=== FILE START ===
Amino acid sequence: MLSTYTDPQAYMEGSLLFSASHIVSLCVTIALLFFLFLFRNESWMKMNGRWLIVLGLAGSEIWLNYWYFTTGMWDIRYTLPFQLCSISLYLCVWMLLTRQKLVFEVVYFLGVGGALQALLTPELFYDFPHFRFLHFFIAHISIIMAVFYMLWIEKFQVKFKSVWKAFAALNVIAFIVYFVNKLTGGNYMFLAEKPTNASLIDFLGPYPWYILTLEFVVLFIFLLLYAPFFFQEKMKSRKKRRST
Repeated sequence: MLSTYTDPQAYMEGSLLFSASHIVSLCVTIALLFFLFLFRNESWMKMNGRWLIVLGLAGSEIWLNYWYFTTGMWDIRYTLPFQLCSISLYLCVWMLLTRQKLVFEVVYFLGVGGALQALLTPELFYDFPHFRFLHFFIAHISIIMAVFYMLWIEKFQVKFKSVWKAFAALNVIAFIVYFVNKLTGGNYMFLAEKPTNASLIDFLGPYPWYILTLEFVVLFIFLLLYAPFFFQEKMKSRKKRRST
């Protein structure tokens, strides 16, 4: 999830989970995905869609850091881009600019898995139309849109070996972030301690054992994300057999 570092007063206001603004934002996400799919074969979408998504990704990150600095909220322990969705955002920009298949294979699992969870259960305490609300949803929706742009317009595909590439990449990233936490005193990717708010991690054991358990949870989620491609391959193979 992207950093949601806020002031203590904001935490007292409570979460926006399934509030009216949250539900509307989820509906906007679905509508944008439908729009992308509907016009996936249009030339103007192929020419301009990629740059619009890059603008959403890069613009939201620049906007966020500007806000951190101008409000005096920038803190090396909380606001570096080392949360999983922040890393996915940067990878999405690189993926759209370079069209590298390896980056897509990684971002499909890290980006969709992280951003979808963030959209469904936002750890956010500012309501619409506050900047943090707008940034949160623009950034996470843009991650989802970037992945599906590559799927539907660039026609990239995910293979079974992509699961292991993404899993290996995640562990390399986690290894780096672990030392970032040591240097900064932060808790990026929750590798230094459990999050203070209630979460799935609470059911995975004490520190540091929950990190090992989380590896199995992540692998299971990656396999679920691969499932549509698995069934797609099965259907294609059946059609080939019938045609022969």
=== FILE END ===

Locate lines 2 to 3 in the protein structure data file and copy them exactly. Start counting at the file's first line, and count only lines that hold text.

Repeated sequence: MLSTYTDPQAYMEGSLLFSASHIVSLCVTIALLFFLFLFRNESWMKMNGRWLIVLGLAGSEIWLNYWYFTTGMWDIRYTLPFQLCSISLYLCVWMLLTRQKLVFEVVYFLGVGGALQALLTPELFYDFPHFRFLHFFIAHISIIMAVFYMLWIEKFQVKFKSVWKAFAALNVIAFIVYFVNKLTGGNYMFLAEKPTNASLIDFLGPYPWYILTLEFVVLFIFLLLYAPFFFQEKMKSRKKRRST
């Protein structure tokens, strides 16, 4: 999830989970995905869609850091881009600019898995139309849109070996972030301690054992994300057999 570092007063206001603004934002996400799919074969979408998504990704990150600095909220322990969705955002920009298949294979699992969870259960305490609300949803929706742009317009595909590439990449990233936490005193990717708010991690054991358990949870989620491609391959193979 992207950093949601806020002031203590904001935490007292409570979460926006399934509030009216949250539900509307989820509906906007679905509508944008439908729009992308509907016009996936249009030339103007192929020419301009990629740059619009890059603008959403890069613009939201620049906007966020500007806000951190101008409000005096920038803190090396909380606001570096080392949360999983922040890393996915940067990878999405690189993926759209370079069209590298390896980056897509990684971002499909890290980006969709992280951003979808963030959209469904936002750890956010500012309501619409506050900047943090707008940034949160623009950034996470843009991650989802970037992945599906590559799927539907660039026609990239995910293979079974992509699961292991993404899993290996995640562990390399986690290894780096672990030392970032040591240097900064932060808790990026929750590798230094459990999050203070209630979460799935609470059911995975004490520190540091929950990190090992989380590896199995992540692998299971990656396999679920691969499932549509698995069934797609099965259907294609059946059609080939019938045609022969």